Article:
Walking Pages Banner


Walking in Oxfordshire

Oxfordshire is a large county with great variety to offer the country walker. Incorporating parts of the Cotswolds, Chilterns and North Wessex Downs, all Areas of Outstanding Natural Beauty, Oxfordshire boasts a great diversity of landscape. Within its boundaries you will also find ancient forests, areas of wilderness, ironstone uplands, peaceful vales and a host of delightful villages. All are well watered by the tranquil Thames and its charming tributaries: Cherwell, Evenlode and Windrush.

Perhaps our favourite area is the Oxfordshire Cotswolds in the north of the county. Here, in England's heartland, are rich green undulating wolds, which turn to gently waving golden fields of wheat in summer before the harvests. This rich colour is reflected in the warm attractive limestone from which many of the lovely sleepy villages are built, although the stone in Oxfordshire has a silver grey hue compared to the rich honey colours of the Gloucestershire Cotswolds. Nestling in the folds of the hills these welcoming villages often provide a pleasant surprise, as they are hidden until you descend from the hillsides into the valleys of streams such as the Evenlode and Windrush.

To the north east of Burford lie the remnants of the once impressive royal hunting forest of Wychwood. Overlooking the beautiful Evenload Valley this is excellent walking country and the picturesque villages of Shipton-under-Wychwood and Milton-under-Wychwood are well worth visiting. To the north of Wychwood Forest Chadlington Downs is an attractive and interesting area for walking. On a ridge just north of the quiet village of Chadlington is the Bronze Age Hawk Stone, and in the nearby village of Taston is the even older Thor Stone. More impressive of course is the famous Rollright Stone Circle further north beyond Chipping Norton on the high open Cotswold ridge.

Southern Oxfordshire reaches down to the Vale of White Horse and the Berkshire Downs in the west and the Chilterns near Henley-on-Thames in the east. The open downland of rolling green hills and big skies makes for exhilarating walking. Uffington, with its famous White Horse and Letcombe regis are good locations for walking in the Berkshire Downs area. In the Chilterns Pishill, Stonor Park, Watlington Hill and Christmas Common are attractive locations. The Thames at Henley and indeed along any of the Thames Path through Oxfordshire also makes for enjoyable and fascinating waterside walking.


Not far south of Uffington, on the flank of Whitehorse Hill the remarkable galloping white horse lies etched into the chalk. This is one of the most famous of the chalk horses and is believed to have been carved during the bronze age. Nearby in this fascinating area is the Uffington Castle iron age hill fort, and Dragon Hill, a great viewpoint from which six counties can be seen. Legend has it that Dragon Hill is where St George slaid the dragon. Geological interest is also provided by the dry valley known as The Manger, gouged out during the last ice age. All of this can be explored from the National Trust car park from where a signposted path leads to the nearby Ridgeway National Trail.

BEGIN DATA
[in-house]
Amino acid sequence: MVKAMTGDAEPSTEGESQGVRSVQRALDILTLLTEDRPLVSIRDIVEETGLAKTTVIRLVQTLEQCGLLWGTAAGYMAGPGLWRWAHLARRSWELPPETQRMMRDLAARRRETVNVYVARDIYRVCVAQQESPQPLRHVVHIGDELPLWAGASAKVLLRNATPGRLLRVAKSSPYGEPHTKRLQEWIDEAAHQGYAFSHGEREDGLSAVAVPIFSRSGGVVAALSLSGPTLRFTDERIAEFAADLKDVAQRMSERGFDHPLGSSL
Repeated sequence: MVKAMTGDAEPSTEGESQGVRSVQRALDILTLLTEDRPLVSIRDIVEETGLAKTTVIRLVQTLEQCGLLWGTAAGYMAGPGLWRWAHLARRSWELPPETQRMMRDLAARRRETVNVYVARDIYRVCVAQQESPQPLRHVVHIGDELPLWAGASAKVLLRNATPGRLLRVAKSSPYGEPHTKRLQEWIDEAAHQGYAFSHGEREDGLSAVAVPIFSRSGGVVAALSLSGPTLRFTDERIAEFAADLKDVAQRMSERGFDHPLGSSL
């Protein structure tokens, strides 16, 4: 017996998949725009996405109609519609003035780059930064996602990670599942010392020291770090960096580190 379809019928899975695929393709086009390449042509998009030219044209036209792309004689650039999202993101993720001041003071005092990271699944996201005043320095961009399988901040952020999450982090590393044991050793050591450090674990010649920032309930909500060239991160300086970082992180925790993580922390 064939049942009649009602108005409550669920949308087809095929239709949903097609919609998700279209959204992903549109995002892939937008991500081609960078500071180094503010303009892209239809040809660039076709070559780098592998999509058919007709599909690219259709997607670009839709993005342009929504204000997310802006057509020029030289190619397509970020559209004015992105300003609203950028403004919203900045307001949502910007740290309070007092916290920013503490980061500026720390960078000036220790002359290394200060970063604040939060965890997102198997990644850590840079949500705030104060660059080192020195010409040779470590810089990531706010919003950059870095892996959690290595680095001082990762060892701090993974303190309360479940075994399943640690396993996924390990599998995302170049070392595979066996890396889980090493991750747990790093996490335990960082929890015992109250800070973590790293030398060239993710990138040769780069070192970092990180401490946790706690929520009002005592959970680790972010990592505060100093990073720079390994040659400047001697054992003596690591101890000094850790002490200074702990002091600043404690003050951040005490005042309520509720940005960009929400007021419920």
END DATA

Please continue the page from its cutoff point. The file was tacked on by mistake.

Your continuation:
Great Tew

Peacefully located on the slopes of a scenic, richly wooded valley, Great Tew is unquestionably one of the most beautiful villages in Oxfordshire. Designed as an estate village in the 19th century, the intention was to blend architectural beauty with utility and agricultural management. Aesthetically the designers succeeded, creating an idyllic village built with a limestone having a high iron content that gives the buildings a rich ochre colour that is exceptionally appealing. Economically, however, Great Tew’s fortunes have been mixed and in later years the village became virtually derelict. In modern times all has been restored and the thatched cottages glow around a sloping village green below the manor house up on the hill complete with the ancient church of St Michael standing in its grounds. The village is now designated an Outstanding Conservation Area.

A Walk from Great Tew [SP 396293] OS Maps: Explorerâ„¢ 191
This walk visits the splendid church of St Michael and then circumnavigates Tew Park before culminating in a tour of the village itself. Leave the village walking uphill along a lane towards the church. The church entrance is on the left, a splendid avenue of laurels and traveller's joy leads you to this lovely old building which lies peacefully amid the trees of the parkland. Retrace your steps to the lane and continue to meet another lane. Turn left walking with the park wall on your left. Where the wall leaves the lane take a path on the left signposted for Nether Worton, still keeping the crumbling park wall on your left. To the right are glorious views over a wide area of rural Oxfordshire. Continue left to follow the north wall of the park returning you to Great Tew. It is possible to devise an extended walk to include the village of Little Tew using the OS Explorer map. About 4 miles.
Best Pub for this walk
Falkland Arms, Great Tew Tel: 01608 683653 (Good Pub Guide)
Like the other untouched golden-stone cottages in this charming village, this picturesque thatched inn really is extraordinarily attractive. The bar has plenty of character with stone-mullioned latticed windows and a fine inglenook fireplace with a blazing fire in winter. For summer months there is an attractive rear beer garden with tables set under parasols. There is a good choice of ales plus numerous malt whiskies and country wines. The usual bar meal fare is available plus some daily specials.


SecurityMetrics for PCI Compliance, QSA, IDS, Penetration Testing, Forensics, and Vulnerability Assessment

© Copyright 2000 - 2018 Walking Pages Ltd. and its associates. All rights reserved

Click here for walking guides to Oxfordshire

County Durham